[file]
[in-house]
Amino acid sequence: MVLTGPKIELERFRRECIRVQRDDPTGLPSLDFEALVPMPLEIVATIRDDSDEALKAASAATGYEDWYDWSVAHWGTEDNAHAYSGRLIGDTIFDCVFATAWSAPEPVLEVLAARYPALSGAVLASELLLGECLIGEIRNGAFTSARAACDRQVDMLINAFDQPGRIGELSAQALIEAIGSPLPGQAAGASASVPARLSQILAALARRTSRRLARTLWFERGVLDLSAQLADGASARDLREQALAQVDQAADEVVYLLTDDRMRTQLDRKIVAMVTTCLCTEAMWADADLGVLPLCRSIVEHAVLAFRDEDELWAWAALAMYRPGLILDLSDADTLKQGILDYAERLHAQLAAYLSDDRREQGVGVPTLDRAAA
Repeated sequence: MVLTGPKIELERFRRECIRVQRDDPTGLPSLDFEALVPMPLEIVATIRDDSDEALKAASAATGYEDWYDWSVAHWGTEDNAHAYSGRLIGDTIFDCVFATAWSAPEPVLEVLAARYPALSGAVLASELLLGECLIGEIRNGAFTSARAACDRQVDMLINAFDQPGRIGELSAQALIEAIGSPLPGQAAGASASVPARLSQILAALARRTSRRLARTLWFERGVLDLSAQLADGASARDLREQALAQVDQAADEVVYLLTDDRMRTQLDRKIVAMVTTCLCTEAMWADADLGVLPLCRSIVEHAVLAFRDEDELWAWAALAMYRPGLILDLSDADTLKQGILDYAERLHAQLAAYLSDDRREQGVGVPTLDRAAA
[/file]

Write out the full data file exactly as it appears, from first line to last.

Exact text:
[in-house]
Amino acid sequence: MVLTGPKIELERFRRECIRVQRDDPTGLPSLDFEALVPMPLEIVATIRDDSDEALKAASAATGYEDWYDWSVAHWGTEDNAHAYSGRLIGDTIFDCVFATAWSAPEPVLEVLAARYPALSGAVLASELLLGECLIGEIRNGAFTSARAACDRQVDMLINAFDQPGRIGELSAQALIEAIGSPLPGQAAGASASVPARLSQILAALARRTSRRLARTLWFERGVLDLSAQLADGASARDLREQALAQVDQAADEVVYLLTDDRMRTQLDRKIVAMVTTCLCTEAMWADADLGVLPLCRSIVEHAVLAFRDEDELWAWAALAMYRPGLILDLSDADTLKQGILDYAERLHAQLAAYLSDDRREQGVGVPTLDRAAA
Repeated sequence: MVLTGPKIELERFRRECIRVQRDDPTGLPSLDFEALVPMPLEIVATIRDDSDEALKAASAATGYEDWYDWSVAHWGTEDNAHAYSGRLIGDTIFDCVFATAWSAPEPVLEVLAARYPALSGAVLASELLLGECLIGEIRNGAFTSARAACDRQVDMLINAFDQPGRIGELSAQALIEAIGSPLPGQAAGASASVPARLSQILAALARRTSRRLARTLWFERGVLDLSAQLADGASARDLREQALAQVDQAADEVVYLLTDDRMRTQLDRKIVAMVTTCLCTEAMWADADLGVLPLCRSIVEHAVLAFRDEDELWAWAALAMYRPGLILDLSDADTLKQGILDYAERLHAQLAAYLSDDRREQGVGVPTLDRAAA